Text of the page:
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September 30, 2016

5 Tips for First-Time Depositions

John Austin

New lawyers and associates will eventually be called to handle a deposition on their own for the first time. These tips are designed to help those new lawyers in preparation and execution of that often overwhelming task. A common misconception among young attorneys is that they will make a mistake at the deposition that will seriously harm their client's case. While in the practice of law there is a short list of mistakes that cannot be unwound, depositions are not one of them. It is more important to be relaxed than scared to make a mistake.

Outline your field of questions instead of writing them. No one wants to sound inarticulate or unprepared, particularly the new attorney mindful that his or her supervising partner or client will ultimately review the deposition transcript. However, if the lawyer writes out each and every question, is that instead of listening to the answer of the deponent, the attorney is already thinking of reading his next question. Instead of listening and reacting to the witness’s answer with an appropriate follow up question, the new attorney will be more concerned with the phrasing of the next question. A thin but comprehensive outline is all that is needed. Rather than having a perfectly formed, written-out question, a few words to evoke a question are all that is necessary (e.g. “Date Contract Signed”). The outline allows the attorney to read the notes, look up from his or her notes, form a question, listen to the question, analyze whether the witness has really answered the question, and form a follow-up question, if warranted.

Know the facts of the case. Preparation is obviously important, but it also the great equalizer. While new attorneys cannot hope to match a veteran’s intuition and facility that have been honed over hundreds of depositions, the new attorney can be more prepared than the veteran and, thus, help level the playing field. Extensive preparation may not be warranted for every deposition, but where there has been extensive discovery produced, the new attorney should be very familiar with responses and documents produced. Moreover, the new attorney should carefully interview his or her client to fully understand the case and ask questions the client (and the case) need answered.

Know the rules of procedure. A new attorney must know the rules under which the deposition is being conducted. Often, veteran attorneys will agree to the “standard stipulations”. Be aware of what those stipulations are prior to the deposition. First, read - and then re-read - the applicable court rules on depositions. For example, under the Federal rules, depositions are limited to seven hours. A new attorney may be surprised to find that his expansive time spent on the biographical history of the deponent does not have sufficient time to inquire about the knowledge of the witness regarding the case at hand.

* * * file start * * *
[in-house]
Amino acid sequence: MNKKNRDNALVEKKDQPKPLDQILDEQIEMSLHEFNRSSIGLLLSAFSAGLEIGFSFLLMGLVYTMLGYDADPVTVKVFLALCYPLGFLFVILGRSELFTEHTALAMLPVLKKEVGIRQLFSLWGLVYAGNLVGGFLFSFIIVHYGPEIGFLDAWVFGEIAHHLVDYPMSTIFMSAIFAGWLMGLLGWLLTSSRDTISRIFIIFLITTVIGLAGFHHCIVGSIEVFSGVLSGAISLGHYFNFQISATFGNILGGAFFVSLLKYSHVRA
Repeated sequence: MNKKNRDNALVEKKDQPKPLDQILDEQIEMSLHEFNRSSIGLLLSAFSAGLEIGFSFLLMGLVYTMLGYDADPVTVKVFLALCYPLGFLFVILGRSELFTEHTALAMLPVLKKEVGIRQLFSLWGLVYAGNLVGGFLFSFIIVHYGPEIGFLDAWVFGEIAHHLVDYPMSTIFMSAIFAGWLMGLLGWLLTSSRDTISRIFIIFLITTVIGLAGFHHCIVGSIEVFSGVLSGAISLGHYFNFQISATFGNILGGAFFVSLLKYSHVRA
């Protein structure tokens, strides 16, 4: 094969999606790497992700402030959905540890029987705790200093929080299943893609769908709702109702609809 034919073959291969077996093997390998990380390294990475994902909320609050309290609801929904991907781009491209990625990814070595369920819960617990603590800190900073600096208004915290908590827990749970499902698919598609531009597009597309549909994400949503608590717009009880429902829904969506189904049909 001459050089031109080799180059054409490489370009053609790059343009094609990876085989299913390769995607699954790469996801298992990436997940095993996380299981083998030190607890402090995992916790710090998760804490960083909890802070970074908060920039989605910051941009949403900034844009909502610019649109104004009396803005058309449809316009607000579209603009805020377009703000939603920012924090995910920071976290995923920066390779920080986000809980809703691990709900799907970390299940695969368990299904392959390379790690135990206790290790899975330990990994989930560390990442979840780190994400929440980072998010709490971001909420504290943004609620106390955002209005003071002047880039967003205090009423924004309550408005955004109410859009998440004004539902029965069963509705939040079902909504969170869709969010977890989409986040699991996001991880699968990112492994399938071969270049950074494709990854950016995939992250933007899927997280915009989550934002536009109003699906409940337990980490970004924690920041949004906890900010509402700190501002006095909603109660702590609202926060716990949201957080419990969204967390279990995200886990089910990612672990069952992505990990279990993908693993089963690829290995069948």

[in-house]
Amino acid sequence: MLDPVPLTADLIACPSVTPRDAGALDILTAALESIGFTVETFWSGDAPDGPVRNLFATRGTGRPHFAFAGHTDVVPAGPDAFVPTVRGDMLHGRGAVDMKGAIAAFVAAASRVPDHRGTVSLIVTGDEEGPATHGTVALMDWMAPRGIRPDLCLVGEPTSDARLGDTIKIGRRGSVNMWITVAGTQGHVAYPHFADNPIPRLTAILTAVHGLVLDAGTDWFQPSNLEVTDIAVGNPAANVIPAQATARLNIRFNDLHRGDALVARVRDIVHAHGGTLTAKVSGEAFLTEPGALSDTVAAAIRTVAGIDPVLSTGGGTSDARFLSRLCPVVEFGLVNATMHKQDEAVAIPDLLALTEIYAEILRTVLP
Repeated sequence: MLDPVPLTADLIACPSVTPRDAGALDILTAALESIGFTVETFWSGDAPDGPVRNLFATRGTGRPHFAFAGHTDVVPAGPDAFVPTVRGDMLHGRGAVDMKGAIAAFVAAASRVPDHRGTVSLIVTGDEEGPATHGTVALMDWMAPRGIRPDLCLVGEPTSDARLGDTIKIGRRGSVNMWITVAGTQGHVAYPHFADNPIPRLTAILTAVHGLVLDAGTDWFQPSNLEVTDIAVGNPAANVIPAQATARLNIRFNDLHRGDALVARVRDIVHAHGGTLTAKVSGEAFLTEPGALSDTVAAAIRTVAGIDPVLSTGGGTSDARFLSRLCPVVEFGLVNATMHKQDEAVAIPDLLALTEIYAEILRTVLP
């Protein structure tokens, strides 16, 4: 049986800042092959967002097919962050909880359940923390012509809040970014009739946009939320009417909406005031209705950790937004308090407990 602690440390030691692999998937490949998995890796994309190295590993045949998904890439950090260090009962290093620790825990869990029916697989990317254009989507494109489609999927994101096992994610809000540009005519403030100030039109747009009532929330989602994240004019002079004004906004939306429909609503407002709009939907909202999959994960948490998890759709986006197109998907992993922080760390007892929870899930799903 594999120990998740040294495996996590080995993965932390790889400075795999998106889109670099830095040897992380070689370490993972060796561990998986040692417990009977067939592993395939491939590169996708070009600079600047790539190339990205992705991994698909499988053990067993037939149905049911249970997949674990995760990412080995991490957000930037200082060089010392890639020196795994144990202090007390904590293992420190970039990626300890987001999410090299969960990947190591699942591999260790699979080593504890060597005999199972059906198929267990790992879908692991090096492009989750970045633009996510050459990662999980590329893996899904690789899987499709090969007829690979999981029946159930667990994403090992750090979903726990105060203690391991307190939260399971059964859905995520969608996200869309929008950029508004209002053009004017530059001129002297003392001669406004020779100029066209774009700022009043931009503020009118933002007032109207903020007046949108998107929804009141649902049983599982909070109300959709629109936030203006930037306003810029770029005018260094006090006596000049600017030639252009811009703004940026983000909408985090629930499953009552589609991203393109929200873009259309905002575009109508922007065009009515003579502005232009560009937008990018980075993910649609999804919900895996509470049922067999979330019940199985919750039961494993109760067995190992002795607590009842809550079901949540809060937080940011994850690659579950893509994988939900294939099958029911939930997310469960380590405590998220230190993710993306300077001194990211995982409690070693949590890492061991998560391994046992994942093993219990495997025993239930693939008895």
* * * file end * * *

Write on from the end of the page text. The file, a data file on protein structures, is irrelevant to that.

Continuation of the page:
Appear confident and competent. Make sure you have secured a conference room or place for the deposition and a court reporter. Arrange the conference room several hours before the deposition. Be ready when people arrive. Control the room from the beginning: Escort the court reporter into the room and tell him where to set up; set yourself up in the area of the conference room where you feel most comfortable; only allow in the witness and his counsel when you are ready. You should decide when it commences, and - most importantly - you should decide when it ends. Your first few depositions may last longer than the opposing attorneys or the witnesses think they should, and you may receive some groans or even on-the-record protests as you probe the witness’ knowledge. Don't let older attorneys rattle you.

Deal with objections. First, do overreact to opposing counsel’s objections. Never debate your opponent on the record. Always remember these three actions when faced with an objection:

  • Ask your opponent to clarify his objection if you don’t understand the basis of the objection.

  • Rephrase your question if the objection is to “form.”

  • Simply ignore the objection and press the question if you believe that the objection is not valid. Arguing with opposing counsel just wastes valuable time. Moreover, you may not want your argument against a veteran attorney recorded for your supervising attorney and clients to see.

Copyright © 2016, American Bar Association. All rights reserved. This information or any portion thereof may not be copied or disseminated in any form or by any means or downloaded or stored in an electronic database or retrieval system without the express written consent of the American Bar Association. The views expressed in this article are those of the author(s) and do not necessarily reflect the positions or policies of the American Bar Association, the Section of Litigation, this committee, or the employer(s) of the author(s).

John Austin

Principal at John Austin Law Firm in Raleigh, North Carolina.